The individual discussion sections will centre upon three basic clusters of themes; the issues listed are illustrative to a greater or lesser extent. The organisers welcome contributions devoted to particular subjects. Our objective is not to generalize or produce new, “universalistic” theories of the photographic image. We are working with the assumption that the approaches of sociology, anthropology, art history, general history and the natural sciences may be radically different, yet inspirational and enriching; a stimulus that we would like to pass on to these disciplines.
How did photography influence natural sciences?
Did empirical research change in any way with the advent of photography? In what way was it affected by findings concerning the limits of the human visual sense? In what way is photography used in the context of the natural sciences? Is it understood as only illustrative material and an instrument of interpretation, or does it have its own research potential? How does photography manifest itself in the development of optics? Did it influence research in chemistry, mathematics and physics, or their applied forms in any way? What position does photography hold in the history and philosophy of science? Have the natural sciences generated their own theory of image?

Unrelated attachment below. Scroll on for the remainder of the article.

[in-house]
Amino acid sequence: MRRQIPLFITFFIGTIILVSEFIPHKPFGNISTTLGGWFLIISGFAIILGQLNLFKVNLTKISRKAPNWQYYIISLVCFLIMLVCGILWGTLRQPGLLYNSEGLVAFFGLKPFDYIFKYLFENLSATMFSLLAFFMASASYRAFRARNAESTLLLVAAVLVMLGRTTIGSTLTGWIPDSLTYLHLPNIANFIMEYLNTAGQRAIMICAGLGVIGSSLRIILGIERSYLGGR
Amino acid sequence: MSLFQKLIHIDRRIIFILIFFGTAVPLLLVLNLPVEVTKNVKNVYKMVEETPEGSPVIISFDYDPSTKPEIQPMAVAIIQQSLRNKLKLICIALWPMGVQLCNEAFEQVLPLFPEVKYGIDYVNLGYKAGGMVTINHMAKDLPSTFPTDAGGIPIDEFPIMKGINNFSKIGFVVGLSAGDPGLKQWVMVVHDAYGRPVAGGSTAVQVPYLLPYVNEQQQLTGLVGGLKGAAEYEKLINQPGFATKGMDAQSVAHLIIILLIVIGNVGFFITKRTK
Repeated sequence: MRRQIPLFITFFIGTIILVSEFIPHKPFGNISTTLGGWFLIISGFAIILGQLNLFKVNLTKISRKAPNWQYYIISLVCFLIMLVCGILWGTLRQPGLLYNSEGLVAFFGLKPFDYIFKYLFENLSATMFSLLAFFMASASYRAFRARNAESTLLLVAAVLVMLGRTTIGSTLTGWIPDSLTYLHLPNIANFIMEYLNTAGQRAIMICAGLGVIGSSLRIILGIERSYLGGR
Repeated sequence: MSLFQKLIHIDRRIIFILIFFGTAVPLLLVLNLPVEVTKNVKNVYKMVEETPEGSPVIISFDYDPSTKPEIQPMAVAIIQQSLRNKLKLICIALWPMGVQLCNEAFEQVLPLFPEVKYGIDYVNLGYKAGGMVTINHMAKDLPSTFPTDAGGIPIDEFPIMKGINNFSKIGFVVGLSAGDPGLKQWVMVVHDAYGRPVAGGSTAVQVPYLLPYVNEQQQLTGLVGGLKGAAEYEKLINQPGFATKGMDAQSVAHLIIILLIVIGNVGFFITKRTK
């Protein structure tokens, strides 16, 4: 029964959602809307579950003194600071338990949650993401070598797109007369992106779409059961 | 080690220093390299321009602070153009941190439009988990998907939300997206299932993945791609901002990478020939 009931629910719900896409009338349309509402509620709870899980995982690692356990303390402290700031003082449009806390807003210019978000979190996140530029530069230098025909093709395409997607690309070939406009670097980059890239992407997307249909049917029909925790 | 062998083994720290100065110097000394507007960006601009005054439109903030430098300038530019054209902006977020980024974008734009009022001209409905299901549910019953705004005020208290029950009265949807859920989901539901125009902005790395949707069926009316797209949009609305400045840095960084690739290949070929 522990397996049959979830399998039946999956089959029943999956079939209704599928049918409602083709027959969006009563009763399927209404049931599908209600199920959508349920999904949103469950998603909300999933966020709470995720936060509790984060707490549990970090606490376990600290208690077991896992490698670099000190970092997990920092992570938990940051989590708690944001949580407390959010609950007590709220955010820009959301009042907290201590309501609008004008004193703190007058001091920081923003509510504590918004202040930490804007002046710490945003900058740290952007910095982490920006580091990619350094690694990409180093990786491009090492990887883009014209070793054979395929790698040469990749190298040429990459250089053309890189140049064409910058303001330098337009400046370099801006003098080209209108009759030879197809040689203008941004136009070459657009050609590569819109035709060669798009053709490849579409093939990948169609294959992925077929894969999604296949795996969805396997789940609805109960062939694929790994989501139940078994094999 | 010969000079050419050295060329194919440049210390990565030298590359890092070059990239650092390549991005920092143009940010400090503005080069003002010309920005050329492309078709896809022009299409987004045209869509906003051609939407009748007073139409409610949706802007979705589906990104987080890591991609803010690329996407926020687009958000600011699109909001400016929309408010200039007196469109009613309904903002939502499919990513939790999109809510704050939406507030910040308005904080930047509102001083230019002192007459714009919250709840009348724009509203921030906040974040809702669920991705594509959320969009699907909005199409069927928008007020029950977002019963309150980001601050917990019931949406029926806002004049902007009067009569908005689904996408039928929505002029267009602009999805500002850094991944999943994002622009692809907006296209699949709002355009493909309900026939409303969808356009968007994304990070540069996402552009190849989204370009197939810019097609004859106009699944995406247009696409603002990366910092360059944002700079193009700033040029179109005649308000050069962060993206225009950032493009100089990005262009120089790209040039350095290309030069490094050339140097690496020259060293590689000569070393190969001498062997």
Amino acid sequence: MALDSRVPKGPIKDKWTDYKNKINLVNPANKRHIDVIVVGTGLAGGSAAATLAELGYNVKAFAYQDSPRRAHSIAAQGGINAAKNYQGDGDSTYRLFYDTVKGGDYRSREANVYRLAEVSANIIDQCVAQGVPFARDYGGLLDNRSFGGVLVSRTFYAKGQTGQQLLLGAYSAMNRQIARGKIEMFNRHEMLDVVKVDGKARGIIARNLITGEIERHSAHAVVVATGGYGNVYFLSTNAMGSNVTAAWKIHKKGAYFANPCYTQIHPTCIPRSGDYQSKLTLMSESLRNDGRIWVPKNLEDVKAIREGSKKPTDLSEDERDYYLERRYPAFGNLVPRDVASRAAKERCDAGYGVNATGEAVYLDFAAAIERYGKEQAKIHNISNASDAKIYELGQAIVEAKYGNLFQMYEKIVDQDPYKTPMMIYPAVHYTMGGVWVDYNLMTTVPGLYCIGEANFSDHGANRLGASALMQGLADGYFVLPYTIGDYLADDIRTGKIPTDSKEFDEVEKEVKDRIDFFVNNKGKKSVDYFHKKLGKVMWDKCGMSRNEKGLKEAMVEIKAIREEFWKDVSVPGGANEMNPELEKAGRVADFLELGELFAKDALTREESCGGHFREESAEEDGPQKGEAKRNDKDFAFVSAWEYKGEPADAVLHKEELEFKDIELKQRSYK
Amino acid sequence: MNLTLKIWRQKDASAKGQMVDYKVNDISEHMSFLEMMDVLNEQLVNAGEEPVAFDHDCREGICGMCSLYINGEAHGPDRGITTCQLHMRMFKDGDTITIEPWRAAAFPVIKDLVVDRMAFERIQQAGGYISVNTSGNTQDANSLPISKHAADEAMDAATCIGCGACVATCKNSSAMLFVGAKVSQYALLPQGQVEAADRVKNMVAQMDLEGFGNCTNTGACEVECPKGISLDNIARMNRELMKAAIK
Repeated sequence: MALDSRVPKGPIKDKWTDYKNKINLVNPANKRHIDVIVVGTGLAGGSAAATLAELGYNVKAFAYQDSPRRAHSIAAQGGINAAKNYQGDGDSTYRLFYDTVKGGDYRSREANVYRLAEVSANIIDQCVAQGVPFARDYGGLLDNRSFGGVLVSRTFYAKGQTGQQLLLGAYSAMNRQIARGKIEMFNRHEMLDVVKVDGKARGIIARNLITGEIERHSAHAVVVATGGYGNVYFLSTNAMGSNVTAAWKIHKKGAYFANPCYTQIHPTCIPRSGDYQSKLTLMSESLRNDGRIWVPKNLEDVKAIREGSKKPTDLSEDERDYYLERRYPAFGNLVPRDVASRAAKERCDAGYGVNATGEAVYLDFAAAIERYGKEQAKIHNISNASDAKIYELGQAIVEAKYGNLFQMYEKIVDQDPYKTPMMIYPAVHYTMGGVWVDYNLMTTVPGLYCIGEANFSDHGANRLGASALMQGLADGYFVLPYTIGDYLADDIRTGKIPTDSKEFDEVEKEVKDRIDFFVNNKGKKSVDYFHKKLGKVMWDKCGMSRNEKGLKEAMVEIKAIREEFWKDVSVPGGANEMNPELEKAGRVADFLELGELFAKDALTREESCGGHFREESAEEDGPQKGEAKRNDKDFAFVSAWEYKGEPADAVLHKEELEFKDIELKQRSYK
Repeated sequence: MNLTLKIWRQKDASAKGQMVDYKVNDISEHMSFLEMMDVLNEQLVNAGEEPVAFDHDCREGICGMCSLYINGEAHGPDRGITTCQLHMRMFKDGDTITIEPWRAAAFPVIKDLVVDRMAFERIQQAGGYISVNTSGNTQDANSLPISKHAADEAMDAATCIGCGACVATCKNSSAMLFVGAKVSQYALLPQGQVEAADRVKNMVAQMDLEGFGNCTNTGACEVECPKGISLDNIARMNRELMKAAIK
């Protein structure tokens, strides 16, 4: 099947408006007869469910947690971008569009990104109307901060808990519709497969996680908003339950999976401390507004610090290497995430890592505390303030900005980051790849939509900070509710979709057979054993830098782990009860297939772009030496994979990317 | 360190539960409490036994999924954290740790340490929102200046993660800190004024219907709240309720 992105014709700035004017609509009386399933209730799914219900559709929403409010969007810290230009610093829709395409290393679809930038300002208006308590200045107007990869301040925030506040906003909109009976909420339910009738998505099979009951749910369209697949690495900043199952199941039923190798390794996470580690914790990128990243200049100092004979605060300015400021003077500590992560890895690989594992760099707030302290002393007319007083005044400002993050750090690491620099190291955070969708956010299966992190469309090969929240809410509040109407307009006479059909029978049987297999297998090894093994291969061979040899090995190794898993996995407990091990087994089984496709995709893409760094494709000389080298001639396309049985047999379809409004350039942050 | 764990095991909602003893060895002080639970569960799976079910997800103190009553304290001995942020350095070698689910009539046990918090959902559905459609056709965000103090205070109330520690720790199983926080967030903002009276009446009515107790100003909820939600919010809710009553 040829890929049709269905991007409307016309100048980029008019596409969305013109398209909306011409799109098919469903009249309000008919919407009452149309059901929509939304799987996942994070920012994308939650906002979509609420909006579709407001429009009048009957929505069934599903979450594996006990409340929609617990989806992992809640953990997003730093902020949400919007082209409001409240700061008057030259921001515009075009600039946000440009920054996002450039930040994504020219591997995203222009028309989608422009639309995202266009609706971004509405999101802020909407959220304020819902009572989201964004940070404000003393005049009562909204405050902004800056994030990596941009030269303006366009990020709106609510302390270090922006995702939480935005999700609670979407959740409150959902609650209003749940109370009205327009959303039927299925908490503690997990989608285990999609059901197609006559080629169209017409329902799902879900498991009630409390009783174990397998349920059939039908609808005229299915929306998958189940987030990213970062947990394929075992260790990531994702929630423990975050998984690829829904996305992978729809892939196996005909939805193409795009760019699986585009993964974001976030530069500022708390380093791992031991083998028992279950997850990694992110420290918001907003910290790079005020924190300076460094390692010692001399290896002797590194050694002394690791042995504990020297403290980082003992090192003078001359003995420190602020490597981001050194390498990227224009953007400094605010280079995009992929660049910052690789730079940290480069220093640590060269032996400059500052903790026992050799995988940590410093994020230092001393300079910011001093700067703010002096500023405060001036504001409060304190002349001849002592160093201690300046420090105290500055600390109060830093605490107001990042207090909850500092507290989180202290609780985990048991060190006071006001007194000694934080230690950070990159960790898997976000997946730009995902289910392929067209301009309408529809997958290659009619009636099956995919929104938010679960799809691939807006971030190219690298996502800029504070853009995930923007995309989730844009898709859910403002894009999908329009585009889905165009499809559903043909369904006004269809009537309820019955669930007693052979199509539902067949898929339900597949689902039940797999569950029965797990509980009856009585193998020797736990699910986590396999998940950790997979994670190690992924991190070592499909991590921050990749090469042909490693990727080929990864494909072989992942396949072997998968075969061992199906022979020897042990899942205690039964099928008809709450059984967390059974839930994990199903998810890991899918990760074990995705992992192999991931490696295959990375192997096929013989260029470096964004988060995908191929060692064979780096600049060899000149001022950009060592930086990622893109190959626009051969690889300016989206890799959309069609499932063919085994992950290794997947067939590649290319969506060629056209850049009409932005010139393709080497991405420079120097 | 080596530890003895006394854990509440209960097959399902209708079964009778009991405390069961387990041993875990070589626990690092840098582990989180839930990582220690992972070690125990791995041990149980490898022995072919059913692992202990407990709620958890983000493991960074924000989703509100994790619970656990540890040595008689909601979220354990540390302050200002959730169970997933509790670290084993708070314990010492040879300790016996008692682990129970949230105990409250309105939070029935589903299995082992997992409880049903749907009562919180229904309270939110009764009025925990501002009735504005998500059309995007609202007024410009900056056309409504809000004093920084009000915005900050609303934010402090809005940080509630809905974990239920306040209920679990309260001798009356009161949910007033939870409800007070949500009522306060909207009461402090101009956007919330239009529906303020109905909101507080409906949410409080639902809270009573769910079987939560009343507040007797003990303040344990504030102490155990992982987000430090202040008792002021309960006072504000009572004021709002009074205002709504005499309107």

How did photography influence the historical and social sciences?
How did photography change historical (e.g. archaeological) and anthropological (ethnographic, etc.) research? How did photography influence the science of images (Bildwissenschaft, etc.), or does its reflection require the creation of new categories and sub-disciplines? How did the art of photography progress, and in what way did the distribution of relations in the “art world” change with the advent of photography? How did photography impact on the organisation and functioning of historical and art, (i.e. museum) collections? And what is its status within them in the post-media era? How did photography influence the reflection of social relations, their documentation and interpretation? How do the social and historical sciences manage input from photographic production and distribution? And how did photography change our understanding of visual representations? And how does it resonate in post-colonial studies, or in the current post Eurocentric world?
How did photography influence the more speculative sciences?
How did art philosophy and art criticism theory react to the advent of photography? How did creative process change with the advent of photography? How do current aesthetics studies react to and manage the materiality and developmental aspect of photography? Is it really possible to maintain the standards of aesthetics after the “post-photography” era (in parallel to “post-Duchamp”)? Can art philosophy and aesthetics contribute in any way to historical research into photography, or to its use in science?
Abstracts up to 300 words together with a brief CV should be sent by February 28, 2020 at the latest to the address: email@example.com.
Submissions will be notified on April 30, 2020.
Selected papers will be published in peer-reviewed proceedings.
CVF / Photography Research Centre, Institute of Art History of the Czech Academy of Sciences, Prague, Czech Republic